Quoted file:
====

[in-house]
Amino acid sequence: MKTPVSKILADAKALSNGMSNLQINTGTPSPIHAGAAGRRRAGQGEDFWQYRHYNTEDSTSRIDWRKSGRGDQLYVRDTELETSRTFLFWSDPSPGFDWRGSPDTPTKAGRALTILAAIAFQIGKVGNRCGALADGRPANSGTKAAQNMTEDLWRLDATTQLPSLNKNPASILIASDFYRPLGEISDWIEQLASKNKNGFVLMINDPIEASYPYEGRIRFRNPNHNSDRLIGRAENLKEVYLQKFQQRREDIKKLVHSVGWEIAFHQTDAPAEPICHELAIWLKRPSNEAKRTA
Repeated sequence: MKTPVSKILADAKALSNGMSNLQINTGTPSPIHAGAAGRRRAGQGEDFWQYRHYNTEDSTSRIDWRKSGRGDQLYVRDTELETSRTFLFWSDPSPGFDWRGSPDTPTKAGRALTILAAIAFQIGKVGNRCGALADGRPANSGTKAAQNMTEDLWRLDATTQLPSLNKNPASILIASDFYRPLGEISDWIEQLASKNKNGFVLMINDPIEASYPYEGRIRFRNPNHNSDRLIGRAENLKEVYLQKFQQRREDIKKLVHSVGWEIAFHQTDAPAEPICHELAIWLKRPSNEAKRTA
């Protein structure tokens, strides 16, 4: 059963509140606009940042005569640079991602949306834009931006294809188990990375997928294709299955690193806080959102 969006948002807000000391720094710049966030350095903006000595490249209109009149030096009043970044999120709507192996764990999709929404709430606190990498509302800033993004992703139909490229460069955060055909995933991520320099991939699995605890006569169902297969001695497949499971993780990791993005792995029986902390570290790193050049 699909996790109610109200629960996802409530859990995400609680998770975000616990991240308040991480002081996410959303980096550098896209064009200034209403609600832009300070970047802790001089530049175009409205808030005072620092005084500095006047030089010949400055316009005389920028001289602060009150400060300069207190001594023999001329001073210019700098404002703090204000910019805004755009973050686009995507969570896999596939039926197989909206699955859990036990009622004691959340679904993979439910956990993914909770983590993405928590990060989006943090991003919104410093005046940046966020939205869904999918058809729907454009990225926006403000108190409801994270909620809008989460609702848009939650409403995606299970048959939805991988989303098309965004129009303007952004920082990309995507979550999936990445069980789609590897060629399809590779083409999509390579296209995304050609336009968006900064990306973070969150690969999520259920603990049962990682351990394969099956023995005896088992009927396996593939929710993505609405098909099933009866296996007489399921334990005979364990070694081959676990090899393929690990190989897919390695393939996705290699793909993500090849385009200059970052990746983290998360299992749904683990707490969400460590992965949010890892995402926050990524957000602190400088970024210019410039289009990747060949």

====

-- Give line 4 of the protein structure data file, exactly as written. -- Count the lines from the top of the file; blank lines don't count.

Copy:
């Protein structure tokens, strides 16, 4: 059963509140606009940042005569640079991602949306834009931006294809188990990375997928294709299955690193806080959102 969006948002807000000391720094710049966030350095903006000595490249209109009149030096009043970044999120709507192996764990999709929404709430606190990498509302800033993004992703139909490229460069955060055909995933991520320099991939699995605890006569169902297969001695497949499971993780990791993005792995029986902390570290790193050049 699909996790109610109200629960996802409530859990995400609680998770975000616990991240308040991480002081996410959303980096550098896209064009200034209403609600832009300070970047802790001089530049175009409205808030005072620092005084500095006047030089010949400055316009005389920028001289602060009150400060300069207190001594023999001329001073210019700098404002703090204000910019805004755009973050686009995507969570896999596939039926197989909206699955859990036990009622004691959340679904993979439910956990993914909770983590993405928590990060989006943090991003919104410093005046940046966020939205869904999918058809729907454009990225926006403000108190409801994270909620809008989460609702848009939650409403995606299970048959939805991988989303098309965004129009303007952004920082990309995507979550999936990445069980789609590897060629399809590779083409999509390579296209995304050609336009968006900064990306973070969150690969999520259920603990049962990682351990394969099956023995005896088992009927396996593939929710993505609405098909099933009866296996007489399921334990005979364990070694081959676990090899393929690990190989897919390695393939996705290699793909993500090849385009200059970052990746983290998360299992749904683990707490969400460590992965949010890892995402926050990524957000602190400088970024210019410039289009990747060949």